There's usually half an hour's reading in the Telegraph. In the Times it's a good day when there's more than 5 minutes worth attending - even the letters and cartoons are weak.

The Telegraph is the only newspaper worth reading, as far as i'm concerned. It is serious and deals with proper news in an intelligent and (relatively) balanced way. I agree that it is still stuck in the past a little, but it is a valuable counter-balance to the outpourings of unprincipled 'socialist-liberalism' coming from the likes of the BBC.

Having said that, I haven't picked up a copy of the Times for a while. I get the impression that it's a bit trendy and metropolitan for me, but I suppose I should buy a couple of copies to make sure.

Mark Steyn is the kind of writer the centre-right so badly needs in the UK: funny, polemical, clever and well-informed. A vivid contrast to the humourless crypto-Puritan ravings of the Guardianistas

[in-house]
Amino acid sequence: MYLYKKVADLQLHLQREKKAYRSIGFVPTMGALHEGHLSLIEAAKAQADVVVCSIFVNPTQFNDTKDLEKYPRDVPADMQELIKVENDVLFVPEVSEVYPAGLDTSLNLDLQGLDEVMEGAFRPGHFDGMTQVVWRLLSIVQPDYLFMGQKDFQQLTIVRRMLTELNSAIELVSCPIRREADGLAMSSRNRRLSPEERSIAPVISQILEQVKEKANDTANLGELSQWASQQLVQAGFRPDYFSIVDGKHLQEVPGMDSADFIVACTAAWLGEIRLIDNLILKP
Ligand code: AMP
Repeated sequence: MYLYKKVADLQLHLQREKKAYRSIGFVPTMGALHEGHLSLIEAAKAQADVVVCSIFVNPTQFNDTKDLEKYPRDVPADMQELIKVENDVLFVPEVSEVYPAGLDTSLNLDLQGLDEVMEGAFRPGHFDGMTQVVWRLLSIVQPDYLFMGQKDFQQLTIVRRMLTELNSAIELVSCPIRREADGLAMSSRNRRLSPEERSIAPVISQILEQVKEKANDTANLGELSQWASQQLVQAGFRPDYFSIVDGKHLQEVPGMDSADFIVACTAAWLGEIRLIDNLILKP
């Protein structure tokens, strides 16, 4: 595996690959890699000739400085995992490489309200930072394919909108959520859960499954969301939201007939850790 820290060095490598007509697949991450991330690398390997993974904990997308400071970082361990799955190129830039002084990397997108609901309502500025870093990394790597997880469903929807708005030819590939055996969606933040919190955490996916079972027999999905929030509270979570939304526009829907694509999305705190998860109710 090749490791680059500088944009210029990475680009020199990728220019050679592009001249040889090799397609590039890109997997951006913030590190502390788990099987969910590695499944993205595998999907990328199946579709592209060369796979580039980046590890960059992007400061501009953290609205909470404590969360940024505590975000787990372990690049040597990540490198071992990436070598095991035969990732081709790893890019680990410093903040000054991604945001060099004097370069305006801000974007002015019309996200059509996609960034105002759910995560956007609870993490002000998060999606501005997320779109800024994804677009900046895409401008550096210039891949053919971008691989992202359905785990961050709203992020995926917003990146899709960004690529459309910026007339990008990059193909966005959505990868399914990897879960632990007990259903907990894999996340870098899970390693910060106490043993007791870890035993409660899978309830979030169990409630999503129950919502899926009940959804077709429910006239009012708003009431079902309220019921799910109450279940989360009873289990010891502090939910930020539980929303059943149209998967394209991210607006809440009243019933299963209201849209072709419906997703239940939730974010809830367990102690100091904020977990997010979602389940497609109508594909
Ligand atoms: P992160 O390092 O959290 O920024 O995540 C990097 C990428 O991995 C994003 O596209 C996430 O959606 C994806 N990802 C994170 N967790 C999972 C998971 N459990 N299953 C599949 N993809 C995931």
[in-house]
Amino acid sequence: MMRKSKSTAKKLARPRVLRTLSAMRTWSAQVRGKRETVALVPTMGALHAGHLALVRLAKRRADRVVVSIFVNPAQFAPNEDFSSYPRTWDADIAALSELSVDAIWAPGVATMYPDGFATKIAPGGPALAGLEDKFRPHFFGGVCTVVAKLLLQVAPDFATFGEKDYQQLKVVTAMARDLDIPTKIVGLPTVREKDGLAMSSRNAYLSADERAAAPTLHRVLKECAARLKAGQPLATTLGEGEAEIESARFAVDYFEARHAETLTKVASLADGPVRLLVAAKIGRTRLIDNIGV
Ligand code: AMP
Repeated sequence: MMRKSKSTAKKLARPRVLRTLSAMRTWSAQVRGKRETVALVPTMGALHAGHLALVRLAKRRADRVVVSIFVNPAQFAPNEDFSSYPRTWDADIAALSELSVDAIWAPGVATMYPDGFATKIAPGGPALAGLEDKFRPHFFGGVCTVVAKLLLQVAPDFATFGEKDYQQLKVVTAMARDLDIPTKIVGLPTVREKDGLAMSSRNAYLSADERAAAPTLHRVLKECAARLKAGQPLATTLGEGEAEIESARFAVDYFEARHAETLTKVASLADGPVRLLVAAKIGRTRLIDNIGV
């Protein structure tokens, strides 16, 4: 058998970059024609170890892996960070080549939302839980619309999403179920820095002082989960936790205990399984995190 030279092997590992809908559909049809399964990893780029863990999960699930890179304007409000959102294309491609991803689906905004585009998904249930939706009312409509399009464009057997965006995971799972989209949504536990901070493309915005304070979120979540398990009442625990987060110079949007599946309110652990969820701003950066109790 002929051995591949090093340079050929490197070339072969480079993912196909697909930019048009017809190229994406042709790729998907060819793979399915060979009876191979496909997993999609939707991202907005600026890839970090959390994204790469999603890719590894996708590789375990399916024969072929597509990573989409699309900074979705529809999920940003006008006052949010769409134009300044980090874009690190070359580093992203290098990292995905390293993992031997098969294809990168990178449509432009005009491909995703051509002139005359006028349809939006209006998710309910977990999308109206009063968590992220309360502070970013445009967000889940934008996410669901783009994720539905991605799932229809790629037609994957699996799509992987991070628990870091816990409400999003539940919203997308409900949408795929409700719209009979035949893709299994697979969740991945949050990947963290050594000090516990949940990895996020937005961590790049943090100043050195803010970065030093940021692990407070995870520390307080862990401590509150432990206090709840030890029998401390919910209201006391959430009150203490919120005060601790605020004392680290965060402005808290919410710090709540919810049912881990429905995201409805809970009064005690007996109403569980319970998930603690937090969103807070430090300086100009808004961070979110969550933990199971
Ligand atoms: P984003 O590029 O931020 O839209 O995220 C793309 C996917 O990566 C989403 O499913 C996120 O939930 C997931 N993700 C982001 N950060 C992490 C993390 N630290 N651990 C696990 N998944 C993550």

Agreed. There is so much that is parochial in our press without the sweep and flavour that Steyn can bring, the mockery and the content. Too much of the literary output here is like woodworm constantly boring in the same piece of wood.

I feel very bad now about being unpleasant about Libby Purves and Alice Miles. Apologies. Michael quite right to pick me up on it. Next time I post something about the unpleasantness of Heffer I will feel the prick of conscience.

NONE of us get a right wing read that really pleases us though ... is there a gap? Which CH is filling for free? If I were Tim I'd charge and become a millionaire.

Graeme, I only said you were a little bit harsh on them.....!!

Normally I read the Guardian because views that oppose mine are more informative and provide perspective. Very occasionally I find they have a point.

The Telegraph has not been worth buying regularly since Charles Moore ceased as editor.

I agree with bring back Steyn. Jeff Randall is good value. Alice Thomson, Rachel Sylvester and Vicki Woods bore me.

Whilst I do not agree with everything Heffer writes, nor do I disagree with it all and the strong objection some have to him strikes me as a bit inflated, almost a pose.